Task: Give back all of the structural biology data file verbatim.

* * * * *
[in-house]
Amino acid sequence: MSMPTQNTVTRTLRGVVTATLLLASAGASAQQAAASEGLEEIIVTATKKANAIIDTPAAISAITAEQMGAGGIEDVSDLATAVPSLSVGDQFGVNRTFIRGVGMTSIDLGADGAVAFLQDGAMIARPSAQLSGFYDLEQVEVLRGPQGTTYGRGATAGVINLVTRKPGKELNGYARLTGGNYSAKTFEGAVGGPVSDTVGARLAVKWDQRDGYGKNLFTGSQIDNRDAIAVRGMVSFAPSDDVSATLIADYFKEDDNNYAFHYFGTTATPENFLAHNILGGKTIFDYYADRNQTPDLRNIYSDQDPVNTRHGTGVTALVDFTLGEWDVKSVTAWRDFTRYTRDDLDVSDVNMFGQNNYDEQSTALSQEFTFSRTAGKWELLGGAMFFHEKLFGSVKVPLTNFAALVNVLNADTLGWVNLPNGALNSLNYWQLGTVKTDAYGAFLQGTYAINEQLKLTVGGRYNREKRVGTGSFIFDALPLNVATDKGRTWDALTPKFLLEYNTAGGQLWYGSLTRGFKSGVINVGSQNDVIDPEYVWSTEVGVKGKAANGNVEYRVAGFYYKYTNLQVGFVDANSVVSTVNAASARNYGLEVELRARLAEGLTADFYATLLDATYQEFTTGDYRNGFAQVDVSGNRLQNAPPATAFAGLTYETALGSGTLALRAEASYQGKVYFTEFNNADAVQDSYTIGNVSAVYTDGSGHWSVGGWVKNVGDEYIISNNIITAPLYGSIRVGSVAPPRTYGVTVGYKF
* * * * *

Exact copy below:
[in-house]
Amino acid sequence: MSMPTQNTVTRTLRGVVTATLLLASAGASAQQAAASEGLEEIIVTATKKANAIIDTPAAISAITAEQMGAGGIEDVSDLATAVPSLSVGDQFGVNRTFIRGVGMTSIDLGADGAVAFLQDGAMIARPSAQLSGFYDLEQVEVLRGPQGTTYGRGATAGVINLVTRKPGKELNGYARLTGGNYSAKTFEGAVGGPVSDTVGARLAVKWDQRDGYGKNLFTGSQIDNRDAIAVRGMVSFAPSDDVSATLIADYFKEDDNNYAFHYFGTTATPENFLAHNILGGKTIFDYYADRNQTPDLRNIYSDQDPVNTRHGTGVTALVDFTLGEWDVKSVTAWRDFTRYTRDDLDVSDVNMFGQNNYDEQSTALSQEFTFSRTAGKWELLGGAMFFHEKLFGSVKVPLTNFAALVNVLNADTLGWVNLPNGALNSLNYWQLGTVKTDAYGAFLQGTYAINEQLKLTVGGRYNREKRVGTGSFIFDALPLNVATDKGRTWDALTPKFLLEYNTAGGQLWYGSLTRGFKSGVINVGSQNDVIDPEYVWSTEVGVKGKAANGNVEYRVAGFYYKYTNLQVGFVDANSVVSTVNAASARNYGLEVELRARLAEGLTADFYATLLDATYQEFTTGDYRNGFAQVDVSGNRLQNAPPATAFAGLTYETALGSGTLALRAEASYQGKVYFTEFNNADAVQDSYTIGNVSAVYTDGSGHWSVGGWVKNVGDEYIISNNIITAPLYGSIRVGSVAPPRTYGVTVGYKF